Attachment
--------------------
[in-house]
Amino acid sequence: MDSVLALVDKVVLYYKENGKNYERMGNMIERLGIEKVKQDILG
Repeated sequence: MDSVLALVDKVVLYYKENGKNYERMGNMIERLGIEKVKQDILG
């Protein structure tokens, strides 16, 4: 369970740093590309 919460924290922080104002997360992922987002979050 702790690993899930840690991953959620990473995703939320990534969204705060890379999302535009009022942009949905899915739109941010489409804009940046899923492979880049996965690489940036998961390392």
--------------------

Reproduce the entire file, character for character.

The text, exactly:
[in-house]
Amino acid sequence: MDSVLALVDKVVLYYKENGKNYERMGNMIERLGIEKVKQDILG
Repeated sequence: MDSVLALVDKVVLYYKENGKNYERMGNMIERLGIEKVKQDILG
């Protein structure tokens, strides 16, 4: 369970740093590309 919460924290922080104002997360992922987002979050 702790690993899930840690991953959620990473995703939320990534969204705060890379999302535009009022942009949905899915739109941010489409804009940046899923492979880049996965690489940036998961390392």